Friday, February 23, 2007

New words

In The Interpreter, the brother of the main character Silvia Broome (played by Nicole Kidman) used to write down words that he liked as a kid. There are great words in all languages, the best ones are those that are untranslatable to any other language. I remember (from primary school, or somewhere very far away) that there are two types of meaning that words have, denotations, or their literary meaning and connotations, the suggestive meaning. Semantics are more complex than that, but that will do for now - the untranslatable words are so impregnated with connotations, contextual associations, emotions and often have a history that is entwined with the history of the people using that language.

Good words also taste good, they feel nice when you say them. Words in second, third etc. languages tend to group into good and not so good on different grounds than those of the mother tongue - probably because some of their connotational "luggage" isn't translated, and the judgement is done more on purely aesthetic grounds or just for their entertainment value. It's a bit like kids when they find words that are fun to repeat and chant out loud, irrespective of their content, sometimes to their parents' horror...

For instance, of all the French words I know, the one that comes to mind in this context is inoubliable. It's silly, but I like it, and it somehow reminds me of Paris, but probably the kind of Paris I've never actually seen. (And it would make a great mocking chant for kids.)

In English, I'd have a list of words that I especially like, but I never get around to writing them down. If I buy that Moleskine I've been thinking about (my mind is like a sieve these days, or more like a black hole), I'll probably start writing the list.

There is one word that I sort of love to hate, as it is such a perfect embodiment (I don't think you can say that about a word...) of the phenomenon: one-upmanship. It's a brilliantly coined term (by Stephen Potter, according to Wikipedia) and describes the behaviour of people who compulsively try to outdo others in everything, no matter how insignificant the task is. My association of this is the fussy parent baking cakes to their son Rupert's school fair, and instead of just baking a cake, s/he has it glazed with the school logo and motto in Latin, and then brings it to school on a Royal Doulton plate as "anything else would look too... Ikea-ish". The term somehow manages to perfectly convey the smugness and artificiality of the people who do these kinds of things.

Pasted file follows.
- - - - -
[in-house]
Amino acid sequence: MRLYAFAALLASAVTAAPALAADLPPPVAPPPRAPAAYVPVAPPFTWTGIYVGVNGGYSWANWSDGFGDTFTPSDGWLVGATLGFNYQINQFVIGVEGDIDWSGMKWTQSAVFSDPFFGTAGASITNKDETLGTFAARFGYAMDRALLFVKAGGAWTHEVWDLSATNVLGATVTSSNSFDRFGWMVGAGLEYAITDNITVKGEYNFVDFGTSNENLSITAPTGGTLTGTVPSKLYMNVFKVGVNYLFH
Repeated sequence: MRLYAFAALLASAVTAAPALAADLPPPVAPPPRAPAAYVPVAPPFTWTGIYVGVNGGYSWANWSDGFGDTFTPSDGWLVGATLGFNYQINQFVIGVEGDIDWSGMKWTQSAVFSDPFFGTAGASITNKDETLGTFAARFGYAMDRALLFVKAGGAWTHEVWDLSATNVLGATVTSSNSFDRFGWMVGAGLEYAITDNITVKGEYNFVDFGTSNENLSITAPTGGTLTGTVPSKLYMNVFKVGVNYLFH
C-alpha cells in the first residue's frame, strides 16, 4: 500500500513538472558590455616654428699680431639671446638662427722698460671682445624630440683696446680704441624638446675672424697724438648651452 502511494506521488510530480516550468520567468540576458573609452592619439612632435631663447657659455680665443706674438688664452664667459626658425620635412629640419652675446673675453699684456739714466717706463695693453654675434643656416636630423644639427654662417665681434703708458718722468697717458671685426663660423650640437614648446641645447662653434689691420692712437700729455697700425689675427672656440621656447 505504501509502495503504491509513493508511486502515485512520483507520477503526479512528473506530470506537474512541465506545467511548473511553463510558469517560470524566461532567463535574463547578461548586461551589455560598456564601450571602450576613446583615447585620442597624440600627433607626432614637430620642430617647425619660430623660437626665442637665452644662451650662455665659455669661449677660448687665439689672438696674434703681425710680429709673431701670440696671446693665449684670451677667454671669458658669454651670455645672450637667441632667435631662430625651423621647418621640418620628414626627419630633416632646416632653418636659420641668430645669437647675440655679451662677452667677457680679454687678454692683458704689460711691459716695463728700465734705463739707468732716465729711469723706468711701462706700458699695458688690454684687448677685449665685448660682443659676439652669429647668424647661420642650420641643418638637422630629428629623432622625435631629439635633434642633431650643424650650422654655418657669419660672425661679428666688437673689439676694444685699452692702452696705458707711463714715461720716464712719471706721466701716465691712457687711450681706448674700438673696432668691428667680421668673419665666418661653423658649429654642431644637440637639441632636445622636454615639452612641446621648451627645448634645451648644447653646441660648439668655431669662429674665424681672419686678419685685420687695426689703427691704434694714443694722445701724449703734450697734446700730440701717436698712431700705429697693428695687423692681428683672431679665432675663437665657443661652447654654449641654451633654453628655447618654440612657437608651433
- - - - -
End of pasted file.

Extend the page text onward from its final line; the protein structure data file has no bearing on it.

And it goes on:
By the way, there are also a lot of words I absolutely hate and loath and would like to strike out of use and into oblivion (oblivion is a good word); most of them are the ones that occur regularly in the vocabulary of estate agents and management consultants. The worst one is wow-factor. I just don't get how a bathroom or a loo can have that, apart from perhaps in the case that they top the listings in

I almost forgot the word that I learned today, which also prompted me to write this entry. I really should get that notebook. The word is steampunk. Yes, it's sort of related to cyberpunk but less dystopian (another great word). It's a genre of literature/film/lifestyle that idolises the technology and style of the steam-powered era, the industrial revolution without bounds. Brass, mechanics rather than electronics and steam power instead of combustion engines are all the hype. Jules Verne's science fiction and the works of the greatest Victorian engineer, Isambard Kingdom Brunel (can there be a greater name...) are inspirations for adorers of steampunk. The term is about 20 years old, as the trend began to emerge in the turn of 80's and 90's, but I only learned it today, after stumbling across a link to this project: modifying a computer keyboard to look like a 100 year old typewriter.

After taking a look at the page, and reading about the term, I realised that I'd just seen a brilliant steampunk film: Miyazaki's Castle in the Sky. This Studio Ghibli (of Spirited Away and Howl's Moving Castle -fame) epic animation features robots, planes, trains and flying ships that are like straight off Verne's pages. And I guess my fascination (don't like this word, sounds like fascism) with Babbage's difference engine suggests I might have a strain of this bug as well.

(Pic: screenshot from Castle in the Sky, copied from

No comments: